Technology is on the increase as a valuable teaching resource in schools. Over the past 20 years a significant portion of educational budgets have been invested in electronic teaching support from educational games to interactive whiteboards.
But this technological approach has risks. Advances in design and performance can make equipment outmoded within a year and it does not come cheap. Compared to the lifetime of say a textbook or educational board game that can be up to 10 years, limited primarily by its physical structure, technology has become an almost disposable option. Yet therein lies a conundrum.
The ultimate role of teaching resources in school is foremost to prepare children for adult life. The national curriculum may set the agenda but the school has the responsibility to turn this into a practical scenario. If the information and communications technology (ICT ) equipment is to educate children in the efficiencies of technology the latest model becomes a necessity. Good news for the equipment supplier who has designed an element of planned obsolescence. It is in their interest to inject a step change in the design to encourage purchase and replacement. Inevitably if they don’t a competitor will. All this is bad news for educational budgets.
The BBC computer of 20 years ago was a marvel in its day but has long since occupied a place as a museum piece. A relic of bygone days massively superseded by current equipment that operates several quantum leaps ahead. The problem gets worse as the pace of change accelerates. Children are also becoming increasingly aware of the brand image of the equipment. Research Machines (RM) once leader in the field of networks and PC’s in schools are suffering from a cocktail of technology advances, cancelled educational schemes and budgets reviews. But their largest competitor perhaps comes from brand image and performance. Promotional pressure and product placement in television and films have elevated the Mac to be a must have item. Many schools opting for Apple Mac are benefiting from price support from Apple who see a marvellous opportunity to influence their future customers.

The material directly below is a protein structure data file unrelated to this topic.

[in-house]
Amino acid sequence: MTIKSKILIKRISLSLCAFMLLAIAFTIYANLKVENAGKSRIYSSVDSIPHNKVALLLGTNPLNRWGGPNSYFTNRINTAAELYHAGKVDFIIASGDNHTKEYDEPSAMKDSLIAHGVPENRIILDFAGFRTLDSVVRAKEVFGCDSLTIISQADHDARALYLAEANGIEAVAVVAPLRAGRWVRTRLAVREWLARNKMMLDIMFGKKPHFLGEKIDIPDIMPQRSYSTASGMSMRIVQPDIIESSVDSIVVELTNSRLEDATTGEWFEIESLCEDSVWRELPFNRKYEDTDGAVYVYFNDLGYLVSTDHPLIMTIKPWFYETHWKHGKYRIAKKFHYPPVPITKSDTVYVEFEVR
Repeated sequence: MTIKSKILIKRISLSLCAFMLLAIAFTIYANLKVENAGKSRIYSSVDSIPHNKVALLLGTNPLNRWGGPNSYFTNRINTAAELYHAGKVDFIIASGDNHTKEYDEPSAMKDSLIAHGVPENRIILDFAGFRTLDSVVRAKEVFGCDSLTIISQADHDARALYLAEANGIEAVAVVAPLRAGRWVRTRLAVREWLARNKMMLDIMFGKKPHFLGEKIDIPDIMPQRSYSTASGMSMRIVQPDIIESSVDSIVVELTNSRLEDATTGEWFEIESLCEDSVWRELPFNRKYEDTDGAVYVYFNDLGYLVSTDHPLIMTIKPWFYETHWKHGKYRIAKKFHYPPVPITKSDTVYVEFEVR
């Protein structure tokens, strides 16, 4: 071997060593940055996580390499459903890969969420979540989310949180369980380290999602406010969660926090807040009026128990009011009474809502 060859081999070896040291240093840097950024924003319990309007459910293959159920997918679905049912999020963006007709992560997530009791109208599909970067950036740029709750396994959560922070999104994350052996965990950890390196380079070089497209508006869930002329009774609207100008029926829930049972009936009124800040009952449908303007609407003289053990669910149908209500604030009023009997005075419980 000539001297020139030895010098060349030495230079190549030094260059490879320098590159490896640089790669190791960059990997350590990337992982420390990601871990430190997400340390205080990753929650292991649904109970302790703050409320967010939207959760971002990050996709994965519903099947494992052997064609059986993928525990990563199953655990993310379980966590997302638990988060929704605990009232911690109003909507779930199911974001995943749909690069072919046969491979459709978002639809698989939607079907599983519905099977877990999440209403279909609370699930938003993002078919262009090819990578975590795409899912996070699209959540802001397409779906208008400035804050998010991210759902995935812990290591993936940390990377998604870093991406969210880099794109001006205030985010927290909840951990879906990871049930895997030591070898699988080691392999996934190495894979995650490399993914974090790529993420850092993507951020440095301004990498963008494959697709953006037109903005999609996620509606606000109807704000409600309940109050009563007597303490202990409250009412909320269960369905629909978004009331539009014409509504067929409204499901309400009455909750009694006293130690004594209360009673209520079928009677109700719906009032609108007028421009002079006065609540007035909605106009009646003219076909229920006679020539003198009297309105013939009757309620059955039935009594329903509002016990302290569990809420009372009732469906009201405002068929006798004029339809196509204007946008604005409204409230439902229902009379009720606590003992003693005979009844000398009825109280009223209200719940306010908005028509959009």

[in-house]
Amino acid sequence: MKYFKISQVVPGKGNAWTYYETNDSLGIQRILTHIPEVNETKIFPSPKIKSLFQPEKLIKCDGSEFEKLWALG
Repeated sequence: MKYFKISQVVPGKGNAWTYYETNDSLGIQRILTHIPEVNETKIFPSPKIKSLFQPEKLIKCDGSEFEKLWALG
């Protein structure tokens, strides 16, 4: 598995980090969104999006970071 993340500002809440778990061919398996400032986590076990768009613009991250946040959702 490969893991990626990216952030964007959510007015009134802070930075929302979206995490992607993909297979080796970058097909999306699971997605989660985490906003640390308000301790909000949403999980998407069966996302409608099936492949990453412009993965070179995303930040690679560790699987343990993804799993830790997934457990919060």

The mix of commercial, technological and brand pressure is immense. Schools are caught in a maelstrom of meeting academic and financial targets. Many ICT teachers are inevitably playing games between equipment that meets the demands of the curriculum versus the state of the art computers needed to maintain interest from the technical savvy classroom. Hidden in the equation is whether they overtake the capability of their educational games software to operate on the latest PC and operating system.
A hidden factor is the volume of software sales. The advent of the virtual learning environment (VLE), which centralises educational software for a number of schools and academies, has dramatically reduced the unit sales of software. Previously schools bought software direct. Now a universal license replaces the individual sales. A positive move for the schools who integrate the software which also allows the teacher to centrally track the performance of the student. But many educational games software titles are starting to disappear. The reduced volume has meant the creation and production costs are prohibitively expensive compared the sales volume potential. Teachers and commercial operations with that great idea have to find a viable volume to get it off the ground. Therein lies a danger. The only companies to afford the level of investment are the big players. Apple, Microsoft et al. could steal the market totally which could have dire consequences. A Trojan horse no doubt.